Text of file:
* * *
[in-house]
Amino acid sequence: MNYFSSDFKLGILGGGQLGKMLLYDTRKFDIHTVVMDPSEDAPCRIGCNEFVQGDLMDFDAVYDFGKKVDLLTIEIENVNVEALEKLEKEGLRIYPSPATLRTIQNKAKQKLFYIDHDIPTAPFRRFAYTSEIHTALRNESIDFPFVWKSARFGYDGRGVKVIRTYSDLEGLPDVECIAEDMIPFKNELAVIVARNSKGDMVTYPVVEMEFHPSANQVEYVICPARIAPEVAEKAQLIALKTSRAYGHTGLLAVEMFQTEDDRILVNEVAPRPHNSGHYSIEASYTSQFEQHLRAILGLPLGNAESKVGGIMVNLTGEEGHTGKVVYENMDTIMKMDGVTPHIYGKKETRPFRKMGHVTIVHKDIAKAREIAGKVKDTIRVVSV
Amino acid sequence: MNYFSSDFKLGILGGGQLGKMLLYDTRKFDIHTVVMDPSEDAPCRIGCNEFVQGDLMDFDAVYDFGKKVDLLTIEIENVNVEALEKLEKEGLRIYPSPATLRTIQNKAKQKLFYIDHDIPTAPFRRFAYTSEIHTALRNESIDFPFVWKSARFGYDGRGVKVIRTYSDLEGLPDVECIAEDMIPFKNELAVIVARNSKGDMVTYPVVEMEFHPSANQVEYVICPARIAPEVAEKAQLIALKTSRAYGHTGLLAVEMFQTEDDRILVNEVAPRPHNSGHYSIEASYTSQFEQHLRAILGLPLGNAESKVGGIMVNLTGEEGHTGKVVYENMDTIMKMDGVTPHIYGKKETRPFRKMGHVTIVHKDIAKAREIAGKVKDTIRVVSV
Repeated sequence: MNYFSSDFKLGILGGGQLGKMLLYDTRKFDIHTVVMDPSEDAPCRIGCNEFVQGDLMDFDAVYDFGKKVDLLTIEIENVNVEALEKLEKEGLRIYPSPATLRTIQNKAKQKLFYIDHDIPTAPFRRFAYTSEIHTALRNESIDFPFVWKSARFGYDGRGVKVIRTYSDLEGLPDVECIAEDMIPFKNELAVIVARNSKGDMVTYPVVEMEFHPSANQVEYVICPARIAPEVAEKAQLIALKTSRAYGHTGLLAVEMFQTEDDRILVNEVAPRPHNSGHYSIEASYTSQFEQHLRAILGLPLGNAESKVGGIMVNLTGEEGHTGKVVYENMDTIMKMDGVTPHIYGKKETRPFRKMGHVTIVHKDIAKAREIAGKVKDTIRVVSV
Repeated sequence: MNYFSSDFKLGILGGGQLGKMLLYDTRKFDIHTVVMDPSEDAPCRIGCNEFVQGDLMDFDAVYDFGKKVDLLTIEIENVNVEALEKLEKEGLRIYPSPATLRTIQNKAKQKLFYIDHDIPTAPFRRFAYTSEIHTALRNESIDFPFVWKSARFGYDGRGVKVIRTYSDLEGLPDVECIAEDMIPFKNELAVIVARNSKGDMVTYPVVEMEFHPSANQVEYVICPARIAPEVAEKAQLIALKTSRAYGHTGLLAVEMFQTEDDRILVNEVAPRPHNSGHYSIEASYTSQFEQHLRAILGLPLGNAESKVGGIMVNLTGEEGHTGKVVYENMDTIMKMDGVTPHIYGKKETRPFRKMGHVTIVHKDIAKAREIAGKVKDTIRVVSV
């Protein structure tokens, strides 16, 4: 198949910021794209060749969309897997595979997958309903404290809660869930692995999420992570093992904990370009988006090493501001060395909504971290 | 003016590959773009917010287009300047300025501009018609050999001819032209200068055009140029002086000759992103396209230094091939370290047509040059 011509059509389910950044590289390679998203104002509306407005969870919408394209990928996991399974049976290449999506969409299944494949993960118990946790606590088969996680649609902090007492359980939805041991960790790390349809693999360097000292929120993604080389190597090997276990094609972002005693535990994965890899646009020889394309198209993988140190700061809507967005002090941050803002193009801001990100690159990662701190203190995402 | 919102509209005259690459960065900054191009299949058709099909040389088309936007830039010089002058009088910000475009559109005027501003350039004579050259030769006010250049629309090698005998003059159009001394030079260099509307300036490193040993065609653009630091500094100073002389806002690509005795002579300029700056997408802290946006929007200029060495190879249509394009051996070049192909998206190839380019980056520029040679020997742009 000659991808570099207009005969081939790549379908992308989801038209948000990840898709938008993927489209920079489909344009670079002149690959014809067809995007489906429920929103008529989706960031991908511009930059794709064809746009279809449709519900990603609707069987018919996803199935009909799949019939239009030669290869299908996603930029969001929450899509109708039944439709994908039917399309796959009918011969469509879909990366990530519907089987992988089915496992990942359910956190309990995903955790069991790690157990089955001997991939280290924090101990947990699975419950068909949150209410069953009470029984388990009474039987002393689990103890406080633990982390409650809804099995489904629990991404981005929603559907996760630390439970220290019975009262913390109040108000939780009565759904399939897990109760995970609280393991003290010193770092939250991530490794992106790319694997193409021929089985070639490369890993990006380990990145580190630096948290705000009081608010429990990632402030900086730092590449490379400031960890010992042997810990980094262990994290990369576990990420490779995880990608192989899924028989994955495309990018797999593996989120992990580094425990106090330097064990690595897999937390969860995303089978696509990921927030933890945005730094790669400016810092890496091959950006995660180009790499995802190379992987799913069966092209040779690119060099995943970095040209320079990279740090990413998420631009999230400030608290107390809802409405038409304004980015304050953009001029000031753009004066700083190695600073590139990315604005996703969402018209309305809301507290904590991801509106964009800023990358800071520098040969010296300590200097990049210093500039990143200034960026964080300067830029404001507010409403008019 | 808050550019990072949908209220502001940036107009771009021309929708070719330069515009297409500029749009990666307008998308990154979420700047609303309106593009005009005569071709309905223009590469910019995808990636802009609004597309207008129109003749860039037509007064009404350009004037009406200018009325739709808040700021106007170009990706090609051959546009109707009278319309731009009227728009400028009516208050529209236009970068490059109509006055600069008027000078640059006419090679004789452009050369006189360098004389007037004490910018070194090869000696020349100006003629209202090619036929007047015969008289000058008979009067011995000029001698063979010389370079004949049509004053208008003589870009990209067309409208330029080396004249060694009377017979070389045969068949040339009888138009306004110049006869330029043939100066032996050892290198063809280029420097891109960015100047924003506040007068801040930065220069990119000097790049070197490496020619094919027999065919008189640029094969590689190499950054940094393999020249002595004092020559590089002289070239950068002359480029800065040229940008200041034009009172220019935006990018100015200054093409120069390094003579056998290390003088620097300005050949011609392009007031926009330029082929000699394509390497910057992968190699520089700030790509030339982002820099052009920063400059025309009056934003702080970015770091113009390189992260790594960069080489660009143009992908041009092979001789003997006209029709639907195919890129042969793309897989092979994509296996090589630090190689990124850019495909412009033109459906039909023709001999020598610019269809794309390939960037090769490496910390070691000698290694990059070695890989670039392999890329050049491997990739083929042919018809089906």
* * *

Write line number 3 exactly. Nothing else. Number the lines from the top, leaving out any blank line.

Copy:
Amino acid sequence: MNYFSSDFKLGILGGGQLGKMLLYDTRKFDIHTVVMDPSEDAPCRIGCNEFVQGDLMDFDAVYDFGKKVDLLTIEIENVNVEALEKLEKEGLRIYPSPATLRTIQNKAKQKLFYIDHDIPTAPFRRFAYTSEIHTALRNESIDFPFVWKSARFGYDGRGVKVIRTYSDLEGLPDVECIAEDMIPFKNELAVIVARNSKGDMVTYPVVEMEFHPSANQVEYVICPARIAPEVAEKAQLIALKTSRAYGHTGLLAVEMFQTEDDRILVNEVAPRPHNSGHYSIEASYTSQFEQHLRAILGLPLGNAESKVGGIMVNLTGEEGHTGKVVYENMDTIMKMDGVTPHIYGKKETRPFRKMGHVTIVHKDIAKAREIAGKVKDTIRVVSV